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Quintus Aurelius Symmachus

Quintus Aurelius Symmachus, c.340-c.402, held the offices of proconsol of Africa in 373, urban Prefect of Rome in 384 and 385, and consul in 391.

A prominent pagan, Symmachus was an opponent of Ambrosius, archbishop of Milan. His Relationes against the removal of the altar of Victory from the Senate House survive, and he perhaps won its reinstatement very temporarily not long before his death. In an age when all religious communities credited the divine power with direct involvement in human affairs, Symmachus argues that the removal of the Altar had caused a famine and the its restoration would be beneficial in other ways. Subtly he pleads for tolerance for traditional cult practices and beliefs that Christianity was poised to suppress in the Theodosian edicts of 391.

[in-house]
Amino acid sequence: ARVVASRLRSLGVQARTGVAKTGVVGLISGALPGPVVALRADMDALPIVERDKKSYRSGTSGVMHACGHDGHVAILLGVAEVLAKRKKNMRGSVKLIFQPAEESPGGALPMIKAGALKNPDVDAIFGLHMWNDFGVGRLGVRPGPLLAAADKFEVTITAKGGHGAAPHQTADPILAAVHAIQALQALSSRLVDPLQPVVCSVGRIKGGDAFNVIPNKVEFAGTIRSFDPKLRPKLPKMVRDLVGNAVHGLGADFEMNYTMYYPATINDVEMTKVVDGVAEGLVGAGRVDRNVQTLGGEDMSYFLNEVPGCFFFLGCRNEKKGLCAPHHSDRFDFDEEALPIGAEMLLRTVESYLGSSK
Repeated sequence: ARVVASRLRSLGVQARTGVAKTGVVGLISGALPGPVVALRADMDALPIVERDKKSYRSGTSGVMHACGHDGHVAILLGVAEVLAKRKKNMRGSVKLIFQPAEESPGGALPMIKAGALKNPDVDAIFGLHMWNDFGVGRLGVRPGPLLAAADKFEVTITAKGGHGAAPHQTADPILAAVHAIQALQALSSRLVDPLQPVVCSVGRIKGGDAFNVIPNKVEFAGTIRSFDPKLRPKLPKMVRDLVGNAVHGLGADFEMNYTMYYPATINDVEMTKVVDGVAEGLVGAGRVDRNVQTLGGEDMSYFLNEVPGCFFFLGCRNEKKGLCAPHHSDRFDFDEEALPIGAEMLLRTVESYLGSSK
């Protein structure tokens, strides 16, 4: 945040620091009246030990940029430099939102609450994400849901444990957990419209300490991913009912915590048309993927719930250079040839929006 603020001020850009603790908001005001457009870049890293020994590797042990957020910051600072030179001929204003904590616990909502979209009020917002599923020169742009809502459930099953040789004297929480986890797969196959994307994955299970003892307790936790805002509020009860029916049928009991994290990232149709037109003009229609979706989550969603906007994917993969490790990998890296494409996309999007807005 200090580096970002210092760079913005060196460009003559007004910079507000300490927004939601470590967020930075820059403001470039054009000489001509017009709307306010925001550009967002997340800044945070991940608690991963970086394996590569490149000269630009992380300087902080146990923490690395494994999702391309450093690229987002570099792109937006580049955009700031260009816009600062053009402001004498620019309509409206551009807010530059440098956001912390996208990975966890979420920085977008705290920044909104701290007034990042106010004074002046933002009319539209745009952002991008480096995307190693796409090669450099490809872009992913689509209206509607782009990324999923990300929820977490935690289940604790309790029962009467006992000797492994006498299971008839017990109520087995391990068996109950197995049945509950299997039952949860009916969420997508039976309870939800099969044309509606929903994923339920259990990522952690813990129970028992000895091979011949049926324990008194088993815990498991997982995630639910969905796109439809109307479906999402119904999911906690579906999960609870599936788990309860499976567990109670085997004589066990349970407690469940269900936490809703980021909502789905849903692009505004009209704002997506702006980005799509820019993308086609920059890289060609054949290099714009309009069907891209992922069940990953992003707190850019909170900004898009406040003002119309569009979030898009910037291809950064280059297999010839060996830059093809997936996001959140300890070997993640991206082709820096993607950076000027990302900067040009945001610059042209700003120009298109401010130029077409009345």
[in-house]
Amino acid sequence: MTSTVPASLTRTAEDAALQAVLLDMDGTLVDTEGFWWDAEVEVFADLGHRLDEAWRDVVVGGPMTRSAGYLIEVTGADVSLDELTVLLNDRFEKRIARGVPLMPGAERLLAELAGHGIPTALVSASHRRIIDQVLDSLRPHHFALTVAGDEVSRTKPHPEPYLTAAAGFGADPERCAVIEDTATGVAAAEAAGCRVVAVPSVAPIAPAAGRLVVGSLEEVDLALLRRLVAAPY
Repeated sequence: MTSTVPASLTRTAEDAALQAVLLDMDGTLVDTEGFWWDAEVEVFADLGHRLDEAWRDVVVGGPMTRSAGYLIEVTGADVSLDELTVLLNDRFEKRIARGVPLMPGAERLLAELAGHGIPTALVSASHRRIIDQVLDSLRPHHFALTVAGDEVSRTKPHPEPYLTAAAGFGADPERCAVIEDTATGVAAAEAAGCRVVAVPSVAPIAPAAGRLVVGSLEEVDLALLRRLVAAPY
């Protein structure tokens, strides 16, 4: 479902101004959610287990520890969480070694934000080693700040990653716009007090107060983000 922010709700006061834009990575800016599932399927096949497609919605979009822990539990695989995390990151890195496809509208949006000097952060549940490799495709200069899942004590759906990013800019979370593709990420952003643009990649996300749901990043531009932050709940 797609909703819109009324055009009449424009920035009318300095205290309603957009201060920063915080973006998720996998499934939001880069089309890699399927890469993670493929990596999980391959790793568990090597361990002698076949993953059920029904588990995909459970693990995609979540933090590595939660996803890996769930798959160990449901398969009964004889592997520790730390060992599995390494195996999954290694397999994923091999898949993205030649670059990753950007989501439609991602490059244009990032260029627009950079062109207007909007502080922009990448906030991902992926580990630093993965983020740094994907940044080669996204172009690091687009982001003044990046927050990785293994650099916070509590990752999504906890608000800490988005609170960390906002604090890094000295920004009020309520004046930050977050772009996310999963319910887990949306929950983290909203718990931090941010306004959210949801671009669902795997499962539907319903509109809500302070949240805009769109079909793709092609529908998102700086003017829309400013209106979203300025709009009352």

He was also engaged in the preparation of an edition of Livy's Ab Urbe Condita. This edition is the source of a series of subscriptions with his name found in some of the surviving texts of the first Decade -- and is thought to be the ancestor of one tradition of texts.

After the model of the Younger Pliny, the letters he had written to his numerous, influential friends were collected in ten books, which form a valuable source of historical information for the Roman Empire in the later fourth century. This collection inspired Sidonius Apollinaris to create a similar collection.

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Last updated: 11-11-2004 00:04:25